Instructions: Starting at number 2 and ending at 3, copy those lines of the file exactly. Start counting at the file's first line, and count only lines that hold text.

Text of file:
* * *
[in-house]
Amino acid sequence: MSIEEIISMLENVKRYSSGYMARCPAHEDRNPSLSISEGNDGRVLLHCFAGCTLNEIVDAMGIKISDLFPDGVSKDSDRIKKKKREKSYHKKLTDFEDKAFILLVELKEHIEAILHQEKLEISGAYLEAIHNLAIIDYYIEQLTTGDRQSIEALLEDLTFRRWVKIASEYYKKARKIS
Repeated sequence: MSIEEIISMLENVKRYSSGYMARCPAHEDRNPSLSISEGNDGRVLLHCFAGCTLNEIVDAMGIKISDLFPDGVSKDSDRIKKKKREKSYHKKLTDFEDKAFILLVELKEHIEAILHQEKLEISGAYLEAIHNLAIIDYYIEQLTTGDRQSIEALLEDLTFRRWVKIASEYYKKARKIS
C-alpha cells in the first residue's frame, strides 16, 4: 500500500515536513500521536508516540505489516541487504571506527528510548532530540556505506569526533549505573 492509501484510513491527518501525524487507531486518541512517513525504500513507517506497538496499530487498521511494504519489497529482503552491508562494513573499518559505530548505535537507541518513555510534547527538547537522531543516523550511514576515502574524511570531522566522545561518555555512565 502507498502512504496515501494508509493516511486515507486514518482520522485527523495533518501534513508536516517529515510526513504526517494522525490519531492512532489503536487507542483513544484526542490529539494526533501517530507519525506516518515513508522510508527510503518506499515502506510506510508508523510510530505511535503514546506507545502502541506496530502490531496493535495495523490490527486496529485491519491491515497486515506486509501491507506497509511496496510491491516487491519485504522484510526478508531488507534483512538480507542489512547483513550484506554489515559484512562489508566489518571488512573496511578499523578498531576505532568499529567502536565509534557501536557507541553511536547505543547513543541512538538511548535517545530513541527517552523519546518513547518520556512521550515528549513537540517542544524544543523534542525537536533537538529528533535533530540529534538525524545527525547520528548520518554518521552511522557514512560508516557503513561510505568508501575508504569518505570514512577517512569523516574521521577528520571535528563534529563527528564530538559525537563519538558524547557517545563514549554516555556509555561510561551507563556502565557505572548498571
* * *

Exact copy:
Amino acid sequence: MSIEEIISMLENVKRYSSGYMARCPAHEDRNPSLSISEGNDGRVLLHCFAGCTLNEIVDAMGIKISDLFPDGVSKDSDRIKKKKREKSYHKKLTDFEDKAFILLVELKEHIEAILHQEKLEISGAYLEAIHNLAIIDYYIEQLTTGDRQSIEALLEDLTFRRWVKIASEYYKKARKIS
Repeated sequence: MSIEEIISMLENVKRYSSGYMARCPAHEDRNPSLSISEGNDGRVLLHCFAGCTLNEIVDAMGIKISDLFPDGVSKDSDRIKKKKREKSYHKKLTDFEDKAFILLVELKEHIEAILHQEKLEISGAYLEAIHNLAIIDYYIEQLTTGDRQSIEALLEDLTFRRWVKIASEYYKKARKIS